Skip to main content

Free article section

You are reading a Free article. Apply for a subscription to access all the valuable information on the website Sports Law & Taxation

Swimming: Chinese swimmer snubbed!

By Prof Dr Ian Blackshaw The controversial Chinese swimmer, Sun Yang, was snubbed by the British bronze medallist, Duncan Scott, who refused to shake hands with him, following Sun’s victory on 23 July in the 200m freestyle event at the World Swimming Championships in Gwangju, South Korea. This led to an outburst of “You’re a loser, I’m a winner!” and gesturing by the Chinese swimmer at Scott. Sun is competing in the Championships despite a doping case against him pending before the Court of Arbitration for Sport (CAS), which is due to be heard in September. Sun served a doping ban in 2014 and was cleared earlier this year of another alleged doping violation by the World Governing Body of Swimming, FINA. However, WADA, the World Anti-Doping Agency, is challenging this decision before the CAS. Duncan Scott’s stance has been supported by his British teammate, gold medallist Adam Peaty, who remarked that he was “completely right” and added: “I think the most important thing as a sportsperson is you have the right to a voice and Duncan showed his voice and so did the crowd and if the fans aren’t wanting him, I don’t even know why he’s here!” Scott’s snub follows two days after the Australian Olympic champion, Mack Horton, refused to shake hands and share the podium with Sun after the 400m freestyle event in which he was beaten into second place by him. Both incidents could amount to bringing the sport of swimming into disrepute, but it is understood that no disciplinary action will be taken by FINA against Horton and Scott, despite what may amount, at the least, to lack of sportsmanship. However, in the interests of upholding the integrity of the sport of swimming, some comment, I think, from FINA, at the very least, should be forthcoming. The right of ‘freedom of expression’ claimed by Peaty has to be tempered by the other fundamental human right of ‘presumption of innocence until found guilty’. This, in practice, is a difficult balancing act to achieve between the exercise of the two rights in relation to any sphere of human endeavour, not least in the case of sport, which arouses passions amongst players and fans alike! Prof Dr Ian Blackshaw may be contacted by e-mail at ‘This email address is being protected from spambots. You need JavaScript enabled to view it.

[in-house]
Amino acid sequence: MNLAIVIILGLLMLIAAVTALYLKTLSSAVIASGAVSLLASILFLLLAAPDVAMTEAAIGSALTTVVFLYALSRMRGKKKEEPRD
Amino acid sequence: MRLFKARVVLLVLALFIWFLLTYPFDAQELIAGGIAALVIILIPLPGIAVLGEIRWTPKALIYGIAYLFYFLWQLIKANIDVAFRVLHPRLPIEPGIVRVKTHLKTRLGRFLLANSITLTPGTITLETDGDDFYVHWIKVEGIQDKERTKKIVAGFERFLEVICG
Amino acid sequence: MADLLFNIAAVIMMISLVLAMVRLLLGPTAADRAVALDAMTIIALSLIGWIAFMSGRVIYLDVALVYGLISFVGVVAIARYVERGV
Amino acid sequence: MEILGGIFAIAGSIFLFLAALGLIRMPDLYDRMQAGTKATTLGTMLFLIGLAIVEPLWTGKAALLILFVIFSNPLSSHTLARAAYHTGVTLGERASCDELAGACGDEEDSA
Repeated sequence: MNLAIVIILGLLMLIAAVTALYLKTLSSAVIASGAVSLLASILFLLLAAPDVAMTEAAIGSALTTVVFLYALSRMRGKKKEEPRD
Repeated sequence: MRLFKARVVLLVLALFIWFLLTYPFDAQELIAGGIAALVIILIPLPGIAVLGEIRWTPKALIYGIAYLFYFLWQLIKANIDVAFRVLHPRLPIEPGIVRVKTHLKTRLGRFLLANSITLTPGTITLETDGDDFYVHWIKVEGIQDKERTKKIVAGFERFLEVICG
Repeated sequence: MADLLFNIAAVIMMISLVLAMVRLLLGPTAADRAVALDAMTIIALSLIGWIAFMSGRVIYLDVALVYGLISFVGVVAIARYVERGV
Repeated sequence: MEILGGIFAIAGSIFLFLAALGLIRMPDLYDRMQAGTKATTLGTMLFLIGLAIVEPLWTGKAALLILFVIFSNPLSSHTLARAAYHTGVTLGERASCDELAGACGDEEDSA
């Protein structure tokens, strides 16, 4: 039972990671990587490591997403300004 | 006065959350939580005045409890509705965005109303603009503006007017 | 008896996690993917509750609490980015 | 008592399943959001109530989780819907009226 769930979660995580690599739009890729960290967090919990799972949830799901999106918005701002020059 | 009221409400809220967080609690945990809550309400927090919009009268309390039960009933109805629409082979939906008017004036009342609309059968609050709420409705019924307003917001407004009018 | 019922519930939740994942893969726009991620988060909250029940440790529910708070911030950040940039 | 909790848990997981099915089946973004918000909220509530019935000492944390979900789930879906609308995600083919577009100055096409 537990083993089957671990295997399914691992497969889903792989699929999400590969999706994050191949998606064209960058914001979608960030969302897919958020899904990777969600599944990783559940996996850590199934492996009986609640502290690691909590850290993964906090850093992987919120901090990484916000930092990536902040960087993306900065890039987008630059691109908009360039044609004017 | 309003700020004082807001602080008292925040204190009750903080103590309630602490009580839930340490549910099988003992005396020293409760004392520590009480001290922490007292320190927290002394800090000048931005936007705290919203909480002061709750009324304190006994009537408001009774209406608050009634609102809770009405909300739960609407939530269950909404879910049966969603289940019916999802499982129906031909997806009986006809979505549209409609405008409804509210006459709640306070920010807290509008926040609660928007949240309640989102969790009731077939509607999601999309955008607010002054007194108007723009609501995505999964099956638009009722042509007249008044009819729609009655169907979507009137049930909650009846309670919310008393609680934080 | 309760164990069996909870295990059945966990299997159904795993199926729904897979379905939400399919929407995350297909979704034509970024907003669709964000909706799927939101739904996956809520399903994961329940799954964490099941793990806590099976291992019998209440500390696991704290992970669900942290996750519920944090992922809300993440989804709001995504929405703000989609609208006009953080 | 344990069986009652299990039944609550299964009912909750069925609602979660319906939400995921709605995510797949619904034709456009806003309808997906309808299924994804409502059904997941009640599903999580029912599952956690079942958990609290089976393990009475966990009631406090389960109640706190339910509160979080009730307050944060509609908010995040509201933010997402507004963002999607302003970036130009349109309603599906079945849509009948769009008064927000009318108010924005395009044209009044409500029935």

Interesting article?

Take your own subscription to get easy online access to all valuable articles of Sports Law & Taxation